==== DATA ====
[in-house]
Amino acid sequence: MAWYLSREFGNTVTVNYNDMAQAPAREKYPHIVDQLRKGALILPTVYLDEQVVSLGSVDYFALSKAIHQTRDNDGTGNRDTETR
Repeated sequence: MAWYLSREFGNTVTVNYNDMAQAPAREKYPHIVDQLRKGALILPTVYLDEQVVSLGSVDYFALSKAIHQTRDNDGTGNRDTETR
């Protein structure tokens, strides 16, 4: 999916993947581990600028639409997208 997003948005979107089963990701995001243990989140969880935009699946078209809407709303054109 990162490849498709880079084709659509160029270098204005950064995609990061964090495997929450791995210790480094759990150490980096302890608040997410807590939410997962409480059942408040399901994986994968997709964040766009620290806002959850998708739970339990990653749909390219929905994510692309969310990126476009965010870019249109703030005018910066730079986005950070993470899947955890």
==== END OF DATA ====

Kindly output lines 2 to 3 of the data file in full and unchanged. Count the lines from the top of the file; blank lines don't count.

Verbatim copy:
Amino acid sequence: MAWYLSREFGNTVTVNYNDMAQAPAREKYPHIVDQLRKGALILPTVYLDEQVVSLGSVDYFALSKAIHQTRDNDGTGNRDTETR
Repeated sequence: MAWYLSREFGNTVTVNYNDMAQAPAREKYPHIVDQLRKGALILPTVYLDEQVVSLGSVDYFALSKAIHQTRDNDGTGNRDTETR